Again, I want to be clear that I am not using the uncanny perception-cognition schema as mere rhetorical device or analogy. I am making a much stronger argument, namely that the uncanny perception-cognition schema is actually operational in the unconscious minds of all people conditioned by supremacy, and thus animates their behavior in ways that they are frequently unaware of.

When we consider the many irrational beliefs that white people often have about black humans, the truth of this becomes even more clear.

The man who murdered Michael Brown in Ferguson, Mo. believed he had to kill him because Michael was getting ready to turn around and run through a hail of gun fire. If you viscerally understand that Mike Brown is a human being, such a belief is patently absurd. If on the other hand you unconsciously believe that Mike Brown is actually some kind of robot, such actions make perfect sense.

To be clear, the particular subhuman being attached to black bodies in the white mind’s imaginary is continually shifting to include everything from wild animals to monsters and spirits, but the fundamental understanding that whiteness attaches to black bodies is actually that of a humanoid robot.

Wild animals and even monsters are understood to be capable of feeling pain and as such white minds actually are capable of empathizing with them as outrage over the death of Harambe and Cecil the lion show, and the popularity of stories like Beauty and The Beast or even the Hunchback of Notre Dame also show that white minds believe that even monsters have some sort of emotional life and can experience pain as they do. No such grace, however, is extended to the black human by the white imaginary. Why? Because neither robots nor dead bodies feel pain.

The Sunken Place (aka The Valley of Death)

In the movie Get Outthe conceit of “the sunken place” is analagous to the death trap. Those who have seen the movie might also take note of where zombie is located in relation to the death trap in the uncanny diagram. In the movie, black people’s minds are destroyed so that the white mind can take over and animate the black person’s body. The resulting black human becomes stuck in the death trap located somewhere between a puppet and a zombie.

The reason why this movie has become so compelling for African Americans is that any black person who becomes fully conscious of white perceptions develops an implicit understanding of its “contours”. What they are often unaware of is that the white mind’s perception of them is actually based on this uncanny perception-cognition schema.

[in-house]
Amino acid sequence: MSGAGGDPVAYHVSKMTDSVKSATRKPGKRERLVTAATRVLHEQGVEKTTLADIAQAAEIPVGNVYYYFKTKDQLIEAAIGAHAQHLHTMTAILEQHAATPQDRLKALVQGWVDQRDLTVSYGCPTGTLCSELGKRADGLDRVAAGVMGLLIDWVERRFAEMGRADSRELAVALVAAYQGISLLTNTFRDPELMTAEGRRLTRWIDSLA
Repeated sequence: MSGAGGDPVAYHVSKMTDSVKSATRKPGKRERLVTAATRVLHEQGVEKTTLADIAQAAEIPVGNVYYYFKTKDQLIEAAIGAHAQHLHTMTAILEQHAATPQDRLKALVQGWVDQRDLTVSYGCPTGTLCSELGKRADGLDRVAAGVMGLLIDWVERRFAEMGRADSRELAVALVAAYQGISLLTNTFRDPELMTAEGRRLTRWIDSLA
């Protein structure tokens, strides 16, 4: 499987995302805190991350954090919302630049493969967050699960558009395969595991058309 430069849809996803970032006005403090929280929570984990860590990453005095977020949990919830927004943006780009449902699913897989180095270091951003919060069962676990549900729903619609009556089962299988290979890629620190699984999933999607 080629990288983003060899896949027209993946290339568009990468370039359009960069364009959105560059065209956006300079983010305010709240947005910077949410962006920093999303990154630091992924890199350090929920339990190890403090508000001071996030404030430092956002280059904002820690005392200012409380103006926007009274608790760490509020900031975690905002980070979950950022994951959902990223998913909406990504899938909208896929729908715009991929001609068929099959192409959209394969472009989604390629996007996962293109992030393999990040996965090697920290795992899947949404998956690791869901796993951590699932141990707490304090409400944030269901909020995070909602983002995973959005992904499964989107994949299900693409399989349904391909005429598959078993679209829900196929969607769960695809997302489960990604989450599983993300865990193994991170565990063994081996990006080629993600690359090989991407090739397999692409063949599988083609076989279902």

As will be discussed in the next essay in this series, this notion of mind invasion illustrated in the movie is actually a real cognitive artifact that is physically embedded in the uncanny perception-cognition schema. That is, it is an inevitable component of this kind of uncanny cognition.

Political Puppetry 

The machinations of white supremacist politics in black life are also evident in the uncanny perception-cognition schema. This becomes especially clear when we consider where puppets are located on the uncanny valley diagram in relation to healthy humans and the zone of humanity.

If corpse factory cognition is particularly evident in conservative white political culture as epitomized by their support of the for-profit prison industry and poverty wages, then puppetry perception is perhaps the hallmark of racist liberal political culture which tacitly uses the threat of the death trap perpetuated by their conservative white brethren as a tool for demanding black compliance.

White liberals often pat themselves on the back because they do not explicitly endorse corpse factory culture and policies. Nevertheless, the manner and tone that they often adopt when interacting with black people, including their expectation of deference, reveal that they still view black people as fundamentally diminished and lacking in autonomy.

The uncanny perception-cognition schema also clarifies why permanent political and socioeconomic disenfranchisement of black people is necessary under white supremacy. By denying the black community the resources it needs for a plurality of its population to ascend to the zone of humanity, white society guarantees that black people will always be available for exploitation as fodder for the ongoing machinations of the highly profitable corpse factory.

Needless to say, since black people are actually humans, this ongoing social and cognitive diminishment gives rise to ongoing conflict.

In Part 2: Instrumental Mind, I will examine elements of the psychological framework that underlies the uncanny perception-cognition schema.